PRAGUE – The Bohemian Crown Jewels used during the coronations of past Czech kings, including an orb, a scepter and the St. Wenceslas Crown, went on display in Prague on Tuesday, offering locals and visitors a rare chance to see them.
The precious royal regalia, among the oldest in Europe, was exhibited to mark the centenary of the Czechoslovak declaration of independence and the 25th anniversary of the founding of the Czech Republic, according to Prague’s official tourism website.
“For the first time, the St. Wenceslas Crown will be exhibited in the way that visitors can admire it from all sides,” the site said. “They will see also the back part of the Crown where there is a sapphire from Sri Lanka.”
Weighing almost 2.5 kilograms (5.5 pounds), the 22-carat pure gold crown is the oldest item of the crown jewels.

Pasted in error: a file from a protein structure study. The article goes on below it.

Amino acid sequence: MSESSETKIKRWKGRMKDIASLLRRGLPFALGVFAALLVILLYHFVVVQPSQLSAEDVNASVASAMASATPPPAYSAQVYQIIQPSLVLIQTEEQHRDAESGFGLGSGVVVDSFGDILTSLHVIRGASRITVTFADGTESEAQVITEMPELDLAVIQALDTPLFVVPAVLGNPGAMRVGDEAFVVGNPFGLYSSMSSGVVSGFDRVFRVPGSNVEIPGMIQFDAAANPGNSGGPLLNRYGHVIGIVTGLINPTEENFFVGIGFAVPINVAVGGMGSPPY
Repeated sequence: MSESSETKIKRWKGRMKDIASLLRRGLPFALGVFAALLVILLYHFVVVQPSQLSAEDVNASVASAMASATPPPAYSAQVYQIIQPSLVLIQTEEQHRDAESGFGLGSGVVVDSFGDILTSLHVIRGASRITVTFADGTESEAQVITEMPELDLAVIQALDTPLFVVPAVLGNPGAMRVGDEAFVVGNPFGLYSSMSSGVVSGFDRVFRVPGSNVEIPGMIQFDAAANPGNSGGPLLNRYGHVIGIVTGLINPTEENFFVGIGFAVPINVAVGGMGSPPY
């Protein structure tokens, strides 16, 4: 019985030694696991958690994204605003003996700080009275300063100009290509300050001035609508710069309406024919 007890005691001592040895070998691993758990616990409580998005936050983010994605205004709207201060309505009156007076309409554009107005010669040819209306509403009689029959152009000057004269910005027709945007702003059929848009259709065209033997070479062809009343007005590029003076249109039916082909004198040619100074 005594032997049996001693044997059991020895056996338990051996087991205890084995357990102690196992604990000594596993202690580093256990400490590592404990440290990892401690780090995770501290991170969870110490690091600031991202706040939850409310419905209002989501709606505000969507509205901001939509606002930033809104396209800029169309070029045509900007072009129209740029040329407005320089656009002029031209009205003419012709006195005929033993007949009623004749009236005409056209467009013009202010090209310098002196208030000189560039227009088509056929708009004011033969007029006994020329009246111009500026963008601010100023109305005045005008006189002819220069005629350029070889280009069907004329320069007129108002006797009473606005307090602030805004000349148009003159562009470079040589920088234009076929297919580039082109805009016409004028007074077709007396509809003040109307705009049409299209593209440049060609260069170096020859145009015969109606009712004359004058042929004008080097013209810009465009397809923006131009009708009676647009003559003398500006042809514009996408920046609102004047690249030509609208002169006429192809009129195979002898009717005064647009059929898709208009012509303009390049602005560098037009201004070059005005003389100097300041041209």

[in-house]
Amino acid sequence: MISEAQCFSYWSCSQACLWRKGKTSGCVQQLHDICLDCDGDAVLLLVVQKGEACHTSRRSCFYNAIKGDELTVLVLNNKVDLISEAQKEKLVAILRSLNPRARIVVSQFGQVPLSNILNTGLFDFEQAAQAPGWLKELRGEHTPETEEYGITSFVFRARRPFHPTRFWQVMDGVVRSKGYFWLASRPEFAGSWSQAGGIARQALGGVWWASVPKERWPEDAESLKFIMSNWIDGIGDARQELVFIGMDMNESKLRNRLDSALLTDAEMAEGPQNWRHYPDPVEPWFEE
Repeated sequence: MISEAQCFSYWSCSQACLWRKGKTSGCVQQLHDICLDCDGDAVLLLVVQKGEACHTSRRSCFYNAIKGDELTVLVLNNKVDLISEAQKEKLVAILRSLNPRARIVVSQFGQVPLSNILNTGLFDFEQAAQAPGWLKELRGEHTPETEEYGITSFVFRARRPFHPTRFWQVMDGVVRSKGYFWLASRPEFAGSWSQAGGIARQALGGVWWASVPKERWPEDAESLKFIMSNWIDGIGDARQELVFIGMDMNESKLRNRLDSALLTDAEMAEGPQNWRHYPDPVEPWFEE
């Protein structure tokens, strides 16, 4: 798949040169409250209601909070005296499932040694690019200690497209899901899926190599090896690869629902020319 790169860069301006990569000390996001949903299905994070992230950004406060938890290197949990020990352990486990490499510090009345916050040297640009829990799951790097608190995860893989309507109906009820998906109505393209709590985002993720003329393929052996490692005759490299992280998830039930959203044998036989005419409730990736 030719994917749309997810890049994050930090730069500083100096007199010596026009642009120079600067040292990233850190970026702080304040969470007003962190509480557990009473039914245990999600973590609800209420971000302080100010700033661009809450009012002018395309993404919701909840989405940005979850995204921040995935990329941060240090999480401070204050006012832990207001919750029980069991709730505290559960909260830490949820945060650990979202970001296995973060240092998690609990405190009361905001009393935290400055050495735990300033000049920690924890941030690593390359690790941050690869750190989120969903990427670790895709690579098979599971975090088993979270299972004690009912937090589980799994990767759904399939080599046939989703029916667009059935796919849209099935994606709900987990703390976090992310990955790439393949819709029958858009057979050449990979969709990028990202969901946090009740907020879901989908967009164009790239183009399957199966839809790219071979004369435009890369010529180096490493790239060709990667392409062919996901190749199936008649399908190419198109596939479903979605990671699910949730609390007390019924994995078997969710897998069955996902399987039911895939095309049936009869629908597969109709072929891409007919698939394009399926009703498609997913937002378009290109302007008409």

It was made for Charles IV’s coronation in 1347 and subsequently used for the coronations of the Czech kings who followed.
The headpiece features an array of precious stones, including 19 sapphires, 44 spinels, one ruby, 30 emeralds and 20 pearls, according to Prague Castle, which permanently houses the collection.
Displayed alongside the crown were the Royal Apple – an 18-carat fine gold orb weighing 780 grams – and the Royal Scepter, made of the same quality gold as the orb and weighing just over one kilogram.
Both items are believed to have been made in the first half of the 16th century, according to Prague Castle.
The jewels, which are usually displayed every five years, are set to be on show from Jan. 16-23 at Vladislav’s Hall at Prague Castle.